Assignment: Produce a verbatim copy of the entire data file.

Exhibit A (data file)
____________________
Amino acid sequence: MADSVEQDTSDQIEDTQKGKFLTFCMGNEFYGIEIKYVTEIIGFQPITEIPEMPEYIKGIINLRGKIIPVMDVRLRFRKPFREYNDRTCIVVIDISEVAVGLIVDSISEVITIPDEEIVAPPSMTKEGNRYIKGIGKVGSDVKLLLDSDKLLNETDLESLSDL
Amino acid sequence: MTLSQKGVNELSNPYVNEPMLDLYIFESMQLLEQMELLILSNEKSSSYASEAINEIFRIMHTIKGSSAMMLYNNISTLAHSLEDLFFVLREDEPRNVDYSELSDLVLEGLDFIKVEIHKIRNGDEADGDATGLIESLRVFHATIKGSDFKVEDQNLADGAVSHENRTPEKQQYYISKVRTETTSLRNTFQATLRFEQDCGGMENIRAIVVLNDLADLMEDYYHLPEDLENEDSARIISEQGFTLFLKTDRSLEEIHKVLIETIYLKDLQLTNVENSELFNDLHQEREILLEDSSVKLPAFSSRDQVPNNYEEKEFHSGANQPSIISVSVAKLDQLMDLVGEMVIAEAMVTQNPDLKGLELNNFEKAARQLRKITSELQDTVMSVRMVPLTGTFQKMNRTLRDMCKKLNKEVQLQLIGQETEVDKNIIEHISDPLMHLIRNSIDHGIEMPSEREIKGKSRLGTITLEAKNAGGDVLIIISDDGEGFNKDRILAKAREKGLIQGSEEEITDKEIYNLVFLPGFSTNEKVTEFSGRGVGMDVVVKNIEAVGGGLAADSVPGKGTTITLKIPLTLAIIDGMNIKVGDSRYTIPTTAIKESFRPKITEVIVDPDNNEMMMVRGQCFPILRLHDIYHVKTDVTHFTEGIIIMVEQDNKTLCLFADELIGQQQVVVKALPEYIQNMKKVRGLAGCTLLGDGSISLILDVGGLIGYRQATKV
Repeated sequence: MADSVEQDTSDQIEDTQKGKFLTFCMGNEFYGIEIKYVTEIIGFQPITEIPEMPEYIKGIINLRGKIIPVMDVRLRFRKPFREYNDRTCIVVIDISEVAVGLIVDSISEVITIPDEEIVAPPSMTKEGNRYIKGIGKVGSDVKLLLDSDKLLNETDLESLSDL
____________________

Amino acid sequence: MADSVEQDTSDQIEDTQKGKFLTFCMGNEFYGIEIKYVTEIIGFQPITEIPEMPEYIKGIINLRGKIIPVMDVRLRFRKPFREYNDRTCIVVIDISEVAVGLIVDSISEVITIPDEEIVAPPSMTKEGNRYIKGIGKVGSDVKLLLDSDKLLNETDLESLSDL
Amino acid sequence: MTLSQKGVNELSNPYVNEPMLDLYIFESMQLLEQMELLILSNEKSSSYASEAINEIFRIMHTIKGSSAMMLYNNISTLAHSLEDLFFVLREDEPRNVDYSELSDLVLEGLDFIKVEIHKIRNGDEADGDATGLIESLRVFHATIKGSDFKVEDQNLADGAVSHENRTPEKQQYYISKVRTETTSLRNTFQATLRFEQDCGGMENIRAIVVLNDLADLMEDYYHLPEDLENEDSARIISEQGFTLFLKTDRSLEEIHKVLIETIYLKDLQLTNVENSELFNDLHQEREILLEDSSVKLPAFSSRDQVPNNYEEKEFHSGANQPSIISVSVAKLDQLMDLVGEMVIAEAMVTQNPDLKGLELNNFEKAARQLRKITSELQDTVMSVRMVPLTGTFQKMNRTLRDMCKKLNKEVQLQLIGQETEVDKNIIEHISDPLMHLIRNSIDHGIEMPSEREIKGKSRLGTITLEAKNAGGDVLIIISDDGEGFNKDRILAKAREKGLIQGSEEEITDKEIYNLVFLPGFSTNEKVTEFSGRGVGMDVVVKNIEAVGGGLAADSVPGKGTTITLKIPLTLAIIDGMNIKVGDSRYTIPTTAIKESFRPKITEVIVDPDNNEMMMVRGQCFPILRLHDIYHVKTDVTHFTEGIIIMVEQDNKTLCLFADELIGQQQVVVKALPEYIQNMKKVRGLAGCTLLGDGSISLILDVGGLIGYRQATKV
Repeated sequence: MADSVEQDTSDQIEDTQKGKFLTFCMGNEFYGIEIKYVTEIIGFQPITEIPEMPEYIKGIINLRGKIIPVMDVRLRFRKPFREYNDRTCIVVIDISEVAVGLIVDSISEVITIPDEEIVAPPSMTKEGNRYIKGIGKVGSDVKLLLDSDKLLNETDLESLSDL